MARKHAM, Ont. — After getting punched in the jaw during Canada's weekend rugby loss to Romania in Edmonton, Tyler Ardron found himself chatting with his assailant at the post-game meal.
Hooker Otar Turashvili, it seems, is good company off the field. Fisticuffs forgotten, the two chatted about life playing pro rugby.
"There's not many sports you do that in," Ardron said with a smile.
"He just said he was sorry. I just laughed and said 'That was pretty dumb,'" Ardron added.
Turashvili agreed. While his red mist will likely cost him a suspension, the Romanian's manners quickly returned after the final whistle.
That rough-and-tumble camaraderie is what drew the six-foot-four 242-pound Ardron to rugby.
"I played every sport, to be honest," said the 26-year-old from Lakefield, Ont. "It was just the community of rugby that really kept me in it and wanted me to do it. And the travel once I got into the sevens (Canadian team).
"I liked all the sports, but everything around rugby outside of the actual game is so much better than the other sports I played."
The tradition of sharing a post-game drink or meal with your opponent lives on, but Canadian coach Mark Anscombe says travel and other demands of the pro game make it more difficult.
"It's nice to (do it)," said the New Zealander. "You play them once a year, twice a year, that's what the sport's all about — building friendships and bonds and that. But you don't get it all the time and I suppose in all professional sports it's something we're getting less and less of, unfortunately."
Rugby continues to take Ardron around the world. Out of contract after four distinguished seasons with the Ospreys in Wales, he is headed to New Zealand later this year after signing with Super Rugby's Chiefs.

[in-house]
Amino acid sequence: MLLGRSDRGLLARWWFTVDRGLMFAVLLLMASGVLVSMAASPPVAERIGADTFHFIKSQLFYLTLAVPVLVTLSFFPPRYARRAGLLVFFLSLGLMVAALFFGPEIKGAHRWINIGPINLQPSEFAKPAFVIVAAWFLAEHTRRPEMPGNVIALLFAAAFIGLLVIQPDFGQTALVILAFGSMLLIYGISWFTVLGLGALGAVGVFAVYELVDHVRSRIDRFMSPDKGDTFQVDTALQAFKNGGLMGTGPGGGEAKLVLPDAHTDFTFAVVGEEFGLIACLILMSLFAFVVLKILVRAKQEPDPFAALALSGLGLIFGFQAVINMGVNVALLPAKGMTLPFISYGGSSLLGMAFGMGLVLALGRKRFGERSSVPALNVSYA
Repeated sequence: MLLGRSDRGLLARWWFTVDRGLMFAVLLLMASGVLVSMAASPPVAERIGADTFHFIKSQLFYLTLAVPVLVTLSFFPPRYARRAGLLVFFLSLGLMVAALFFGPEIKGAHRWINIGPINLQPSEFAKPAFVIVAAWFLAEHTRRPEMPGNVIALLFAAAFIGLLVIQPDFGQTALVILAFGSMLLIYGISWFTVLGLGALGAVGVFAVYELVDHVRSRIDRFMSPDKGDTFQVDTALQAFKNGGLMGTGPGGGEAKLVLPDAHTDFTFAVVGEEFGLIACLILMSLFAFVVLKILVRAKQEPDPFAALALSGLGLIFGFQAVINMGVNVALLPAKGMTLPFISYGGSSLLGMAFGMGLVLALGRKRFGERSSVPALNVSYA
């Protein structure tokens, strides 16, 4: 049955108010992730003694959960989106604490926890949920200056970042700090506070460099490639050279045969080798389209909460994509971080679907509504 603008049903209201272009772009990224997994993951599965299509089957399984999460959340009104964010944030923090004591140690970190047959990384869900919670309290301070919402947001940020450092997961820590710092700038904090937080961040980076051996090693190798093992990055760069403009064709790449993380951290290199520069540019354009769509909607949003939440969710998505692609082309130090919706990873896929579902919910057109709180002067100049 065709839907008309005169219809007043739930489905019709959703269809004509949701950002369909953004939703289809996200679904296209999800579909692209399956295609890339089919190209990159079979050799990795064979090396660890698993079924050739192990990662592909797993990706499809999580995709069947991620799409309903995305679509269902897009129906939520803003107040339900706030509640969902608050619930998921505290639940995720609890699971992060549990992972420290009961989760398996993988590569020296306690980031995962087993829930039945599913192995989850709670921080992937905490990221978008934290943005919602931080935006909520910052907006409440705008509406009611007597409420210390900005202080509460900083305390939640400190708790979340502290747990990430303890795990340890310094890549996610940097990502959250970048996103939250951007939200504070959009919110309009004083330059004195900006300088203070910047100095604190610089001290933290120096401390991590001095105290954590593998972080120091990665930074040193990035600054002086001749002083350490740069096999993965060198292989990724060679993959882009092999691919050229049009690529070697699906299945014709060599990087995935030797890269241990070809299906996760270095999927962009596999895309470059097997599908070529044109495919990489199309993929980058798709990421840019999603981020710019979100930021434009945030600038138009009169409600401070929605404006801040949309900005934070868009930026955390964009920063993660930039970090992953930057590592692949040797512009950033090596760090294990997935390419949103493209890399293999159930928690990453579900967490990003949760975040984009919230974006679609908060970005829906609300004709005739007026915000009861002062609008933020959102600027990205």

It's as big stage as there is in club rugby.
"Everyone's very proud of him and what he's done," said Anscombe. "He's a good footballer."
Brett Beukeboom's frosted hair is living proof of the Canadian team's camaraderie. Late for a recent meeting, the co-captain literally had to roll the dice to determine his punishment under the team rules.
"He rolled number five which is cut, colour or tips," explained co-captain DTH van der Merwe.
"He went for the tips. He looks a little bit like the Backstreet Boys now," he added.
If there was such a thing as a six-foot-five 249-pound boy band singer, that is.
That team bond will be tested Saturday when 23rd-ranked Canada hosts the 17th-ranked U.S. Eagles in the first leg of a Rugby World Cup qualifier at Hamilton's Tim Hortons Field. The second leg of the aggregate series goes July 1 in San Diego.
The winner slots into Pool C at the 2019 World Cup in Japan, along with No. 2 England, No. 8 France, No. 9 Argentina and Oceania 2.
The playoff loser has another chance to qualify via a two-game playoff with No. 18 Uruguay, the lone survivor left in South American qualifying. That winner slots into Pool D as Americas 2 with No. 4 Australia, No. 7 Wales, No. 12 Georgia and Oceania 1.
The loser of the Uruguay series has one more chance, via a world repechage.
Canada wants to qualify sooner rather than later, so it can focus on what lies ahead and take care of the logistics.
The Canadian men are coming off June losses to Georgia (13-0) and Romania (25-9). The U.S. has also struggled this month, beaten by No. 3 Ireland (55-19) and Georgia (21-17).
The games were not without drama, however.
Take Turashvili's punch, for example. Ardron did, knocked to the ground by the force. The Romanian was red-carded for the blow while Ardron, who got under his rival's skin by hanging onto his foot after a ruck, got a yellow card — sending him to the sin-bin for 10 minutes.
The yellow seemed harsh, Ardron was told. "I would agree but I don't make the calls," he said with a smirk.
But by refusing to swing back, he helped his team.
Van der Merwe, Ardron and Connor Braid sat out training north of Toronto with minor knocks Tuesday.
"It's not major. We're just looking after them," said Anscombe.
Winger Sean Duke is out of commission with a back injury.
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Neil Davidson, The Canadian Press